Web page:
I appreciate and am encouraged by the responses of those of you anxious to begin a maintenance agreement program. A couple of things to remember:

First, the maintenance agreement program is a long-term benefit to your company - don't expect to see immediate effects on your bottom line. The main purpose of maintenance agreements is to build a network of your customers, which over the years will pay back in tremendous dividends.

Secondly, if you need more proof of the benefits of selling these types of agreements, think about the last time you bought anything electronic from one of the large electronic retailers (i.e., Best Buy, Circuit City). It's likely that the salesperson spent more time trying to sell you some type of an extended service/maintenance program than they did selling you the device itself. They obviously know where the long-term advantage lies.


I have been asked by so many of you about the best ways to market a maintenance agreement that I felt it would be worth discussing. Taking a tip from the large electronic retailers, the first person the customer has a discussion with will usually manage to mention the agreements they have available. For our industry, that translates into having the person in your office who answers the service phone explain the benefits of your maintenance agreement program.

We offer a monetary incentive to the office personnel, as well as to our service technicians, to reward them for each maintenance agreement they sell. By far, the best marketers of maintenance agreements are the service technicians themselves. This is true for a number of reasons.

First is the fact that most customers put a high amount of reliability in what a service technician tells them, much more than what they are told by a salesperson. Therefore, just the mere fact of a technician recommending the maintenance agreement makes it have credibility in the eyes of the homeowner.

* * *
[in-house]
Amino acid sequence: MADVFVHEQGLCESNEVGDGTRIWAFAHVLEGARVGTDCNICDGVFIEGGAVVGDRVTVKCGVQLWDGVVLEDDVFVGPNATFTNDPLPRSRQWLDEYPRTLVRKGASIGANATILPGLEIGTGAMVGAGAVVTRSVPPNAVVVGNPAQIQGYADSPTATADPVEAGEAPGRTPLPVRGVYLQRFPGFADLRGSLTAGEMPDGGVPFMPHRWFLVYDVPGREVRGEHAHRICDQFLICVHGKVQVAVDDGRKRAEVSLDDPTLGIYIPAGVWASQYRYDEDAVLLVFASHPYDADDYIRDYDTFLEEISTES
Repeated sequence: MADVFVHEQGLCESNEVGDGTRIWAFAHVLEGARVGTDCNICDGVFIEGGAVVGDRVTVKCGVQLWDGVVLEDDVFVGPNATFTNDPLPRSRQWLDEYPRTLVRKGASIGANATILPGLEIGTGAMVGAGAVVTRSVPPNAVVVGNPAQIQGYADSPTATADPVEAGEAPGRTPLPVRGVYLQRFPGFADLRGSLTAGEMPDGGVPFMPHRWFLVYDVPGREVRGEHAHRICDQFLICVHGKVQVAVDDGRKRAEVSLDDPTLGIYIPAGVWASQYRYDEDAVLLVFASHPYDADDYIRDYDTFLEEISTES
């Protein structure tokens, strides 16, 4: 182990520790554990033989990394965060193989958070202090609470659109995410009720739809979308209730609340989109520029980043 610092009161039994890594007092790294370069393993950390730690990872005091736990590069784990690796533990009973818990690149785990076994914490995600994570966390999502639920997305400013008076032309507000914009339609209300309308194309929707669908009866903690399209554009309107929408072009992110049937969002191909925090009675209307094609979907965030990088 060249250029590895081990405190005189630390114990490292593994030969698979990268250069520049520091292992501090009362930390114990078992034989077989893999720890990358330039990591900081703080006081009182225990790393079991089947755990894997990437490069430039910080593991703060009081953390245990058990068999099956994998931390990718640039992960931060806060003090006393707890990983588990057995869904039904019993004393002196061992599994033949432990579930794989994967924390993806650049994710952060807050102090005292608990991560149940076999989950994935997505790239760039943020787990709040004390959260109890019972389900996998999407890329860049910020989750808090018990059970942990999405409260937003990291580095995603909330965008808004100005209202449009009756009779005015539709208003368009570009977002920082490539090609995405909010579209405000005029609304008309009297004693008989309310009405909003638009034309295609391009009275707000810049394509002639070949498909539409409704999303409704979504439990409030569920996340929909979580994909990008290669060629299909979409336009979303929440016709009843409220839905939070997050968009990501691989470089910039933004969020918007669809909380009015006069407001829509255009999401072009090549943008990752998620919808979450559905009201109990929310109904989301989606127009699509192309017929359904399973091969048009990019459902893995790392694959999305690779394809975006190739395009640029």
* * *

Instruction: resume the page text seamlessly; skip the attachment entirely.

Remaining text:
When the technician points out the economic benefits of signing up for a maintenance agreement, and that the customer will receive two calls for not a great amount more than the cost of a regular standard service call, plus priority service, it makes it a relatively easy sale.


With new installations our marketing really starts early. Our sales engineer will mention that we recommend and provide maintenance agreements and suggest the customer consider one. Then three months after installation we send a letter to the homeowner explaining everything we have to offer including the many indoor air quality devices we have available today.

In this letter we explain the maintenance agreement program, but don't spend much time selling it as we feel the customer has in his/her mind that they just bought the system and shouldn't have to think about it for at least the one-year free warranty period.

Then after 11 months, we send a notice advising them that their warranty is about to expire, and in that letter, we really extol the virtues of the maintenance agreement program for them.

I know some contractors around the country include a "paid" maintenance agreement including two calls with each replacement sale. The idea is that it is easier to obtain a renewal for succeeding years.

I believe it is clear the key to successfully marketing maintenance agreements is to get everyone in your organization involved in recommending and selling them. By so doing, not only are your employees helping the company, but they are helping provide for their own long-term job security as well. (For copies of our maintenance agreement materials, just e-mail us at the address below my picture).

Butch Welsch, Guest Columnist, Owner of Welsch Heating & Cooling, St. Louis, Welsch1@primary.net

Publication date: 02/27/2006